19. Russell's paradox: construct the set S := {A : A is not in A} of all sets that do not belong to themselves. (If S belongs to itself, then it does not, giving a contradiction, so S must not belong to itself. But then S would belong to itself, giving a final and absolute contradiction.) Bertrand Russell(1872-1970)

  20. Adaptive Fuzzy System Fuzzy Sets Fuzzy Set Union

  21. Group theory • Definition • Examples

  22. The theory of groups is a branch of mathematics in which one does something to something and then compares the results with the result of doing the same thing to something else, or something else to the same thing. James Newman Group Theory A group (G,*) is a set G (the underlying set) closed under a binary operation satisfying three axioms: 1. The operation is associative. 2. The operation has an identity element 3. Every element has an inverse element.

  23. Examples of Group Theory Rubik’s Cube automat Symmetry in Chemistry Samual Loyd’s 1415 puzzle Statistical physics on complex networks

  24. Clustering • Distance • Euclidian • Manhattan • Hamming • Jaccard • Algorithms • Hierarchical • Partitional • Agglomerative • Divisive • Dynamic Clustering

  25. Distance Manhattan distance Hamming distance Jaccard Genetic distance Euclidian distance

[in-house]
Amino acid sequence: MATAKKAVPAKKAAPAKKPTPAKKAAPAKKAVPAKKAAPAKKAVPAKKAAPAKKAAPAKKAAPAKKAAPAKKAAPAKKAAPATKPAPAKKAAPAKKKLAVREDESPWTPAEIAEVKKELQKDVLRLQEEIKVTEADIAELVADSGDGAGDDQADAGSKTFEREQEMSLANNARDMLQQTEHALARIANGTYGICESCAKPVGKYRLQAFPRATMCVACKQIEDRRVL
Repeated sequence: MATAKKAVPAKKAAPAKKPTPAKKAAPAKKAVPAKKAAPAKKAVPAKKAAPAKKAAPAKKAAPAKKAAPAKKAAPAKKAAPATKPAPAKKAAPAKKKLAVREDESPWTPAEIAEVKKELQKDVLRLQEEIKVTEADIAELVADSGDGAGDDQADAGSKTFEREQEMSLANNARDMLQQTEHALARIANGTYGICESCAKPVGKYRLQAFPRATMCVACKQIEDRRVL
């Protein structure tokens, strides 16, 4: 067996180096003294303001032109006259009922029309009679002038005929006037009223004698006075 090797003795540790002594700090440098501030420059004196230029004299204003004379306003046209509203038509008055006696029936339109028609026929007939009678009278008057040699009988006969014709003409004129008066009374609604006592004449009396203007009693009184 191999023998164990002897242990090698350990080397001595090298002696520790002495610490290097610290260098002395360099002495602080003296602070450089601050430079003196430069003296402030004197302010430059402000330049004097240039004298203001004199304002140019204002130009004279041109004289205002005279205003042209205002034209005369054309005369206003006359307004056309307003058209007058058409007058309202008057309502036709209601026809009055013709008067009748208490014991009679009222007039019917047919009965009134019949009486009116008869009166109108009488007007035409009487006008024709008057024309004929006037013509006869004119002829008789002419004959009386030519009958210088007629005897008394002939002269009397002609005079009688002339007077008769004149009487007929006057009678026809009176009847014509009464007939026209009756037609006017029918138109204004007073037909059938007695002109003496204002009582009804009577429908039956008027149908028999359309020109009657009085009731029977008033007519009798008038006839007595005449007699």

26. Conceptual Clustering: COBWEB Hierarchical Clustering Algorithms Partitional Clustering: K-Means Clustering Divisive: Top-down Agglomerative: Bottom-up

  27. Dynamic Clustering of Property Dynamic Clustering Dynamic clustering of sound sources for efficient 3D audio rendering. Senate Network

  28. Connection to Self Org. • Group Emergence • Speciation • Schismogenesis • Tags • Examples • Dynamic tags • Aggregation • Similarity • Emergence

  29. Banners Pheromones Signs Flags Antigen Binding Site Examples of Tags Mating Signs Trademarks

  30. Tagging the web Dynamic Pricing Dynamic Tags Evolving Signs Memes

  31. Volvox Aggregation: Similarity Hierarchical Network Agent Layers

  32. Ant Hill Organic forms and the mathematical rules behind them Aggregation: Emergence

  33. Religion Drosophilia Speciation Winner takes all

  34. Gregory Bateson (1904-1980) Complementary Schismogenesis: Class Struggle Schismogenesis Idealogical Amplification Symmetrical Schismogenesis: Arms Race

  35. Summary and Discussion • Sets • Groups • Clustering • Group Emergence • Literature • Discussion of Examples in Practice

  36. Examples in Practice • Late group evaluation • Dynamic group creation/splitting • Subjective Groups • Evolving Tags

  37. Literature